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Abstract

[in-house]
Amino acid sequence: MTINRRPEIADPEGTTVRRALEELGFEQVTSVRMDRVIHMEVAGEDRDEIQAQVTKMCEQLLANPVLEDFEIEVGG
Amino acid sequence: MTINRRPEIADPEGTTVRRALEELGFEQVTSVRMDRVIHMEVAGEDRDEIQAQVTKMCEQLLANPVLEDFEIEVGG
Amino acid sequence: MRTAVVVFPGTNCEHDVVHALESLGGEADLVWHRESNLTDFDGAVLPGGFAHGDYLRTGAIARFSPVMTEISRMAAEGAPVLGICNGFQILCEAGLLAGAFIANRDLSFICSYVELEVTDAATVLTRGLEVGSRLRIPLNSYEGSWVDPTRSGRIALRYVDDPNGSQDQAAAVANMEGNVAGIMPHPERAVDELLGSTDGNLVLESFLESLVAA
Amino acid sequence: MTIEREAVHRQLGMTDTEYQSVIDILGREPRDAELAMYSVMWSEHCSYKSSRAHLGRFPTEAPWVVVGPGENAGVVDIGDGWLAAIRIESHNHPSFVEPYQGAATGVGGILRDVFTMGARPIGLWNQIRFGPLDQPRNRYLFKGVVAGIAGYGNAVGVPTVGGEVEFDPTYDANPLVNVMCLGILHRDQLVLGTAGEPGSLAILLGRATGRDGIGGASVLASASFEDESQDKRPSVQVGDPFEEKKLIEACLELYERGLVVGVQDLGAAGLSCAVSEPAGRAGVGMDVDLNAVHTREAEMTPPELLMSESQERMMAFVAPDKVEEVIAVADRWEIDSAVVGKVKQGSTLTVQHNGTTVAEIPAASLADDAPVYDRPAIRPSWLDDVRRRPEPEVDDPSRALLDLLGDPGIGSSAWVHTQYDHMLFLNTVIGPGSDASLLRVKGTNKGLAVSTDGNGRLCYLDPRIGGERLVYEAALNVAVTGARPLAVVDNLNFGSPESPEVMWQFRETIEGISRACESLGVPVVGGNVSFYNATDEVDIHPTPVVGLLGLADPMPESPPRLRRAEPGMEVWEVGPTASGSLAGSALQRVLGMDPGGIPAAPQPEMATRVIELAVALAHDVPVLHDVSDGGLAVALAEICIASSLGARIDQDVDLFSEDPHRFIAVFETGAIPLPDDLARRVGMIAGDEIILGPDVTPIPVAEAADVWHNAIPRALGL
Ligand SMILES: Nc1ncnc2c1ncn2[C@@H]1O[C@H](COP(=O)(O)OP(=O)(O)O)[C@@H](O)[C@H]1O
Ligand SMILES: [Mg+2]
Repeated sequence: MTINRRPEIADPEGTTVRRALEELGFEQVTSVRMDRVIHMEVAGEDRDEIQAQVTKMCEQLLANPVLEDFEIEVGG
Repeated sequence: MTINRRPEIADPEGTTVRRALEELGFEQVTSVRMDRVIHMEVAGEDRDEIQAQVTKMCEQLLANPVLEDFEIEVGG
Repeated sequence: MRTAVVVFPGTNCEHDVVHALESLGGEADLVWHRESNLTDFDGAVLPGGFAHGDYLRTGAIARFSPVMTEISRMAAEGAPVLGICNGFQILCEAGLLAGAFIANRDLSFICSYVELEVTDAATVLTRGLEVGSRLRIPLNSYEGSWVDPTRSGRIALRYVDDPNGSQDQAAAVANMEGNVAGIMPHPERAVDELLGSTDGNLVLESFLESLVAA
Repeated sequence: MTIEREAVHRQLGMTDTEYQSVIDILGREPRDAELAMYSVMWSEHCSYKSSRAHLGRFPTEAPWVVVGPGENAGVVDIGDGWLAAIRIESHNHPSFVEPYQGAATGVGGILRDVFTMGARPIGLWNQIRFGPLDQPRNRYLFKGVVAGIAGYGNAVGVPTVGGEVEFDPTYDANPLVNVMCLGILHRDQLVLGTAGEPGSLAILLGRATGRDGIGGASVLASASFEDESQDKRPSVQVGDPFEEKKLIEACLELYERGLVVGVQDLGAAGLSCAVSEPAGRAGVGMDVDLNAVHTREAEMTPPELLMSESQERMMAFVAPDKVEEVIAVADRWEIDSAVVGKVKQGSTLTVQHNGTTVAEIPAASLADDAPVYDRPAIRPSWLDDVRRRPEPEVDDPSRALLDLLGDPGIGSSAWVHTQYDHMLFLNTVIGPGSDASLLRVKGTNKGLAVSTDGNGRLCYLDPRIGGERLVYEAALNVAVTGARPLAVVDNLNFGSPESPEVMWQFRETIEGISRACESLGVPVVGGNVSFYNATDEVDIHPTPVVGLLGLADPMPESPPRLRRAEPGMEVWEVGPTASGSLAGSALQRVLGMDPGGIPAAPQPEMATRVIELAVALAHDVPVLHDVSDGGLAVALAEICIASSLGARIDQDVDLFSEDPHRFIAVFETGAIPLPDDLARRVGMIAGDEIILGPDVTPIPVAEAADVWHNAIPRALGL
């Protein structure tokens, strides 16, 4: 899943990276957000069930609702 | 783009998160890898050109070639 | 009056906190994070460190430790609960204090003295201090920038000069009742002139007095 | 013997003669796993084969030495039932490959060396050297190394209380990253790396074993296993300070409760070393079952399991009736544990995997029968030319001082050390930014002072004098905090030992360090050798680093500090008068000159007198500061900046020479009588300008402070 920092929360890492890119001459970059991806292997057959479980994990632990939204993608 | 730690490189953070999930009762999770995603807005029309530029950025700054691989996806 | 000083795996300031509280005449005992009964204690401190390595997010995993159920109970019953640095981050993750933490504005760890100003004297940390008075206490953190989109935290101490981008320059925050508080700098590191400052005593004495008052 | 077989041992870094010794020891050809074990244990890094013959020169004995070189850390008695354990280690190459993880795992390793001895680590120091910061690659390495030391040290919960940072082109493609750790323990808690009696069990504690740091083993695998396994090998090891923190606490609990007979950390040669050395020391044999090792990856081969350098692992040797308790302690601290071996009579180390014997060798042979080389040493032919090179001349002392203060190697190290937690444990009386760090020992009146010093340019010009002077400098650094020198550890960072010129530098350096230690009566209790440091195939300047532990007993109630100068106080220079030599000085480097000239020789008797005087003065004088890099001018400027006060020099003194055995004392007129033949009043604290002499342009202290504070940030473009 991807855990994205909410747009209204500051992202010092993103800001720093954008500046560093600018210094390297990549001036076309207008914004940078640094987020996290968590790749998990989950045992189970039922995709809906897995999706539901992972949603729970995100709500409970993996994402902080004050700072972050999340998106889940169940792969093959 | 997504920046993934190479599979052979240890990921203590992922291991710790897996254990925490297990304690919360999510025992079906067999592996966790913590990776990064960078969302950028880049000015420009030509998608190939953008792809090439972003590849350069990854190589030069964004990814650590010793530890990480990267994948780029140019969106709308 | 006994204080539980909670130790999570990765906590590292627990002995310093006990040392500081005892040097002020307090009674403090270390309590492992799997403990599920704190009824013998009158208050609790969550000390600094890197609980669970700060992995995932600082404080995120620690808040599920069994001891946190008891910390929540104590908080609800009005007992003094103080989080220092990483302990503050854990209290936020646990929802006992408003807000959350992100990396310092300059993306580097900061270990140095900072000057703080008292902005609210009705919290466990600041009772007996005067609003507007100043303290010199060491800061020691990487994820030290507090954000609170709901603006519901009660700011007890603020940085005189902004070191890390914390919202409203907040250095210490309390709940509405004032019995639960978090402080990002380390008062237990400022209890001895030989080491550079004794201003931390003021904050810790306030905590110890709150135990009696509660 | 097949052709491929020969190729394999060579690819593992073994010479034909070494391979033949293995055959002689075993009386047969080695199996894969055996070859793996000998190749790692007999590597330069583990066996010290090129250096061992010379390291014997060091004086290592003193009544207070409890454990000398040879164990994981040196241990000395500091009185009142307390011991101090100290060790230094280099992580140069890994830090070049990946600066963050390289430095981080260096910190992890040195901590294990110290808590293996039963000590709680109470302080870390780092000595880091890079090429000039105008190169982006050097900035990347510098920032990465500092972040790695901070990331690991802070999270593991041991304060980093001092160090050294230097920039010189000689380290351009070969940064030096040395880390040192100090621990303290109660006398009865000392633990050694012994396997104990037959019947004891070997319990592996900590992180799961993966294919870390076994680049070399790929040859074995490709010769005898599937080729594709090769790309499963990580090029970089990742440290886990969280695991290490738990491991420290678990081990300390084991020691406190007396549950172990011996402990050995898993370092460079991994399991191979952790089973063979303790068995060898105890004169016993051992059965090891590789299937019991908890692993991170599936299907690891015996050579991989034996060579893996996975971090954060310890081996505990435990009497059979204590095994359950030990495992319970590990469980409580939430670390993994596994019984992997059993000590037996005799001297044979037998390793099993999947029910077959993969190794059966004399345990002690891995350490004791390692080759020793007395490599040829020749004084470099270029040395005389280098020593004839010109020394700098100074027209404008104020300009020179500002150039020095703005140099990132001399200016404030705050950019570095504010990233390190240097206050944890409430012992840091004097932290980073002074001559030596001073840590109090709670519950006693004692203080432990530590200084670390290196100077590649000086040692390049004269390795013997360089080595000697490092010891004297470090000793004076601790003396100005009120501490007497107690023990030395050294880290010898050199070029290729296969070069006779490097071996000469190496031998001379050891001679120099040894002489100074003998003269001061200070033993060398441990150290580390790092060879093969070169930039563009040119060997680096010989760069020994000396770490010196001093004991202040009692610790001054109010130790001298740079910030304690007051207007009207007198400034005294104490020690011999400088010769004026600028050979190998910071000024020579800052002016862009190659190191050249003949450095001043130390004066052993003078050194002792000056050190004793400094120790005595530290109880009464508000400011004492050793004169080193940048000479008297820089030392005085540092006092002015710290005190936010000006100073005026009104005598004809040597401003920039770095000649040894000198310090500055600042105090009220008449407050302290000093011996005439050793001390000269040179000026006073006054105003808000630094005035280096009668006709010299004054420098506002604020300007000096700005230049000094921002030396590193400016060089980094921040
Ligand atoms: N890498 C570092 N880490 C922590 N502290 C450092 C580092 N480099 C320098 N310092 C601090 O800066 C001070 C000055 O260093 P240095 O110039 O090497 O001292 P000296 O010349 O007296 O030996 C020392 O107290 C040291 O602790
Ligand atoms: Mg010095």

Labour market reforms have been undertaken to eliminate labour market rigidities in European countries since 1970s. The important features of the reforms are the reduction in adjustment costs and the introduction of fixed-term contracts (FTC). Some empirical studies point out that employment fluctuations have become more volatile after the reforms. This paper presents a model with FTC and analyzes the effects of the key features of the reforms. Numerical examples show that an expected productivity shock causes the oscillatory behaviour of employment. Moreover, a reduction in adjustment costs amplifies fluctuations. In the labour market literature, a number of studies point out the importance of trade unions in European countries. This paper also analyzes the effects of union influence, and the numerical examples indicate that the stronger union influence leads to larger employment fluctuations.